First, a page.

February Archaeology Lectures
Ocmulgee Archaeological Society
The society met at Mercer University on Monday, February 8th.
This month’s speaker is author and Associate Professor of History at Middle Georgia State University, Dr. Matthew Jennings. His presentation is titled “Picturing Ocmulgee” and included some highlights from his new book, “Ocmulgee National Monument”, as well as some discussion about his current research. Proceeds from the Ocmulgee book benefit the Ocmulgee National Monument Association.
Greater Atlanta Archaeological Society
Tuesday, February 9th, 6:30-8:00 pm
Fernbank Museum of Natural History, 767 Clifton Rd NE, Atlanta, Georgia 30307
The speaker will be Georgia State University’s visiting professor, Dr. Brent Woodfill.
Abstract of Upcoming Feb. GAAS talk:
Salinas de los Nueve Cerros: Ancient Maya Industrial Archaeology
Salinas de los Nueve Cerros, located at the highland-lowland nexus in western Guatemala, is best known as being the largest of the ancient Maya salt-works. Capable of producing over 20,000 tons of salt per year and located along the principal river network connecting much of the Maya world, it likely supplied the majority of the Preclassic and Classic Maya. Unlike most Classic cities, it was never truly abandoned, and the brine stream at the heart of the site continued to be exploited through the Post-classic and the colo-nial period to the present day by Spaniards, ladinos, and various Maya groups.
Investigations here by GSU archaeologist Brent Woodfill and his international team of scholars have focused on reconstructing the city’s role in the lowland economy. As these investigations have unfolded, we have found evidence that the residents of Nueve Cerros were involved in much more than the salt trade, with residents devoted to the production and exportation of obsidian, figurines, and fine ceramic wares. Because of this commercial importance and its location at the nexus of the highland and lowland Maya re-gions, the city appears to have held a large, multi-ethnic population drawing from a variety of cultural groups from different corners of the Maya world.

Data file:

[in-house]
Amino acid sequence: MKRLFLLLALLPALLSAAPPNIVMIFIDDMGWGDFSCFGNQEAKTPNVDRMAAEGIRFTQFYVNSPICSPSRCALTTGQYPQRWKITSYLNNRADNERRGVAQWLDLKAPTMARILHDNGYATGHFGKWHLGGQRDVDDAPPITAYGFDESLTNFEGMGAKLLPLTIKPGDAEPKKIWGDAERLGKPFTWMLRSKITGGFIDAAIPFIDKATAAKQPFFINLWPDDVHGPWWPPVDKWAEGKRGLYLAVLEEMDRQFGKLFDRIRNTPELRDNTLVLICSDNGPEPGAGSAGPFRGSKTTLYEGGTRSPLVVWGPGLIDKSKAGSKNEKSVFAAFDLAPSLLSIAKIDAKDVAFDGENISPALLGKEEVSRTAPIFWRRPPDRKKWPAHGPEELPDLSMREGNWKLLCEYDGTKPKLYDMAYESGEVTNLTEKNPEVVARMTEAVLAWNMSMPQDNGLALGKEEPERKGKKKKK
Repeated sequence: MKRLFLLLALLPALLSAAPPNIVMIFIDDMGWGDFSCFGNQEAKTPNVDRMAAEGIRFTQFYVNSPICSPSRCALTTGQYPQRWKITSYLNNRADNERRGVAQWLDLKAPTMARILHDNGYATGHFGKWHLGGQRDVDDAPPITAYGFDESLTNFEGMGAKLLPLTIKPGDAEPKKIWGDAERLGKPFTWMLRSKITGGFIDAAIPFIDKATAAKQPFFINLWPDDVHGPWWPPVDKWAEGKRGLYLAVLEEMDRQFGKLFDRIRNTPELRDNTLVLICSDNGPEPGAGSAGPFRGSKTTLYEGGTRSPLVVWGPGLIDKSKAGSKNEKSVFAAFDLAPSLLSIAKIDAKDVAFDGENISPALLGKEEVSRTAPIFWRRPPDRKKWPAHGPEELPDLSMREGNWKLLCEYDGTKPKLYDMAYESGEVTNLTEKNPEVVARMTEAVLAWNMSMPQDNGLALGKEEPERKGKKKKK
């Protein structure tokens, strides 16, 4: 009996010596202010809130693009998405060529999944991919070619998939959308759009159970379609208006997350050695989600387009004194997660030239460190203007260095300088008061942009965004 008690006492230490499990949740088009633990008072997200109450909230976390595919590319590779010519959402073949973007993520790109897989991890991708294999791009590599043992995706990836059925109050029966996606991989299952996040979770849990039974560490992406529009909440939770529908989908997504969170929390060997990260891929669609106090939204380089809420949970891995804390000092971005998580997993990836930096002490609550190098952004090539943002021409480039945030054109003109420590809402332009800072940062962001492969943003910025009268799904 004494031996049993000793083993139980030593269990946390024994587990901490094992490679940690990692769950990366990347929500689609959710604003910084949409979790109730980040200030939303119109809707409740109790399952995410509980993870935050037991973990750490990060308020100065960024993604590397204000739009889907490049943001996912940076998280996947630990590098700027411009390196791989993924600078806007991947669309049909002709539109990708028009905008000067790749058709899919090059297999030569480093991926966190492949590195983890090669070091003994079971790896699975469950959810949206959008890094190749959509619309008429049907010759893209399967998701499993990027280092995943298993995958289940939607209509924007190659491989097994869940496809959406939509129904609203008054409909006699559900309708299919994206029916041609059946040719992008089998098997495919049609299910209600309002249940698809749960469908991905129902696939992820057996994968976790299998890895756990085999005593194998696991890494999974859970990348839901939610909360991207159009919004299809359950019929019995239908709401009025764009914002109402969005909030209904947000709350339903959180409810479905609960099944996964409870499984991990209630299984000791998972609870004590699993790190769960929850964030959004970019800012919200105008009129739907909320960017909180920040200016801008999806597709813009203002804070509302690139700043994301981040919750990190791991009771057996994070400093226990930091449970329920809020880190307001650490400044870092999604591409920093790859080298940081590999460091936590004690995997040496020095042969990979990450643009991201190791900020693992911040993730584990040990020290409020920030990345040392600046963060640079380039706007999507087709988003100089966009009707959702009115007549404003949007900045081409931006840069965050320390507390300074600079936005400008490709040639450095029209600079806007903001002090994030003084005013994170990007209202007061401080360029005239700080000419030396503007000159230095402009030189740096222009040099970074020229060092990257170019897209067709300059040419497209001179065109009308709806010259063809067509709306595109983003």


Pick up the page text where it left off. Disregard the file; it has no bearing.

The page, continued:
Blue Ridge Archaeology Guild
Wednesday, February 10, 6:00 pm
Lumpkin County Library, 342 Courthouse Hill, Dahlonega, GA 30533
This month’s speaker is the University of North Georgia’s Dr. William Balco, who has excavated in Sicily for more than ten years. While the ancient Mediterranean evokes images of Greeks, Romans, and Etruscans plying Homer’s “wine-dark sea”, various cultures existed throughout the Mediterranean long before those sophisticated societies.
This presentation will discuss the earliest evidence of culture in the Mediterranean, exploring stone tool technology and evidence for seafaring among the earliest inhabitants of the Mediterranean.
The meeting is open to the public and visitors are encouraged.
Gwinnett Archaeological Research Society
Thursday, February 18, 7:00 pm
Fort Daniel Monument, Buford Georgia, 30519
The monthly meeting of the Gwinnett Archaeological Society takes place at Fort Daniel on Braselton Highway. Jenna Pirtle will speak about the work being done in the archaeology lab. It will be a great update and introduction to those who are interested in helping in the lab. The next lab day is THIS Saturday, February 20.Look for more information on the upcoming lecture on their facebook page. Gwinnett Archaeological Society
Georgia Southern Archaeological Research Project
Thursday, February 18 – Saturday, February 20, 2016
Coastal Georgia Center, 305 Fahm Street, Savannah, GA 31401
The Coastal Georgia Center will be hosting the Ossabaw Island Foundation Symposium “Coastal Nature, Coastal Culture: Environmental Histories of the Georgia Coast.”
Guest speakers include David Hurst Thomas, Edda Fields-Black, Buddy Sullivan, and more! Ten leading history scholars present original research on critical topics, revealing how the past has shaped the present and could affect the future. It is a first-of-its-kind symposium, building a much-needed bridge between the history of the American South and the booming field of environmental history.
More information on speakers, event times, and prices are in the link provided!
Coastal Nature, Coastal Culture: Environmental Histories of the Georgia Coast